I’m an artist, but find these tips to be helpful cross contaminating in the overall creative process. If that makes sense

  6. Oh yes! This is exactly what I needed to read right now – especially the inner critic bit. I’m awful for it!

  7. I struggle with this so much. Getting started is easily my biggest pet-peeve in writing. But you’re so right – after the first 15 minutes it becomes so easy. Great words!

      1. I appreciate it, I’m a work in progress, I just enjoy writing and the creativity behind it. If I can bring someone joy through my words, that’s what’s most important to me. Thank you again for stopping by my page and commenting! It means a lot!

  8. I think you have a lot of solid advice here! It’s honestly difficult telling people “how” to write, which is why I deleted a ton of posts on my old blog because it didn’t feel sincere. I think writing is a unique experience for everyone, but I’m still perplexed by those who pursue the craft and absolutely despise everything they create. I guess that’s one way to sift through it – find something that stands out among all the shit and go from there. And I admire those people for their commitment. I do think that a shift in the writing community needs to be made at large where people begin to celebrate their writing and self-expression more than they degrade and belittle themselves because their words don’t echo the same way someone else’s does in their head.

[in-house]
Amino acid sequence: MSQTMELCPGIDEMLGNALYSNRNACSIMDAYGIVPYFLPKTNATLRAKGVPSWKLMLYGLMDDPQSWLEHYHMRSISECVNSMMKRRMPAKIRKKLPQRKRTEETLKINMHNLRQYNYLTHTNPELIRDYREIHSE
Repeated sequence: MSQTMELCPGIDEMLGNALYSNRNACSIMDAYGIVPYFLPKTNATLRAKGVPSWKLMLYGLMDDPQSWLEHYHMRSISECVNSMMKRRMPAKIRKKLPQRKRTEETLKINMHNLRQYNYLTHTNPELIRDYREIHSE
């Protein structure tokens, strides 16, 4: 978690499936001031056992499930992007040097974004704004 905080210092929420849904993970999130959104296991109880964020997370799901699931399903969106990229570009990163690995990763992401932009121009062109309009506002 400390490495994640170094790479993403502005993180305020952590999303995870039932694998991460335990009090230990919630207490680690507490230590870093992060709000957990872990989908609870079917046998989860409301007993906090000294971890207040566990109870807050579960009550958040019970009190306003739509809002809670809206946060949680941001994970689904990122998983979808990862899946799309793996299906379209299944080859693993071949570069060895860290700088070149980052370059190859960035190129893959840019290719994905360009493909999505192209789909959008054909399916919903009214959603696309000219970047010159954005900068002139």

1. That’s so true! I’d be all for switching to celebrating creating instead of beating ourselves up.

      I think writers beat themselves up because 1) they are perfectionists and 2) they aren’t getting the “results” they want. I truly believe most writers have a “marketing” problem instead of a writing problem.

      Truthfully I don’t go back and read my old stuff because It’s easy to pick it apart.

      But I agree, we should celebrate creating.

      I’m always surprised that people like things that I didn’t like about my writing so who knows? You never know who you’ll influence.

      1. That’s a great point, and I think it comes back to the need for initial self-validation. It’s so hard in this day in age to not root the majority of your percetion of yourself as an artist in how many likes and comments you recieve. Back in the day, people really didn’t have a choice but to write for themselves and see where it went. Now, it’s easier than ever to research, fixate and fine-tune everything you write to appease people instead of truthfully express yourself.

        I think every writer definitely has their fair share of early projects they look at and are embarassed to revist, haha. But I think we can be just as pleasantly surprised at our writing after some time away if we are open to it.

        That’s the best part; not knowing what people will like. It’s great to be self-aware and know when you can improve flow or express yourself more clearly, but we really just need to let our minds breathe and get out into the world. Whatever’s meant to resonate with the right people will.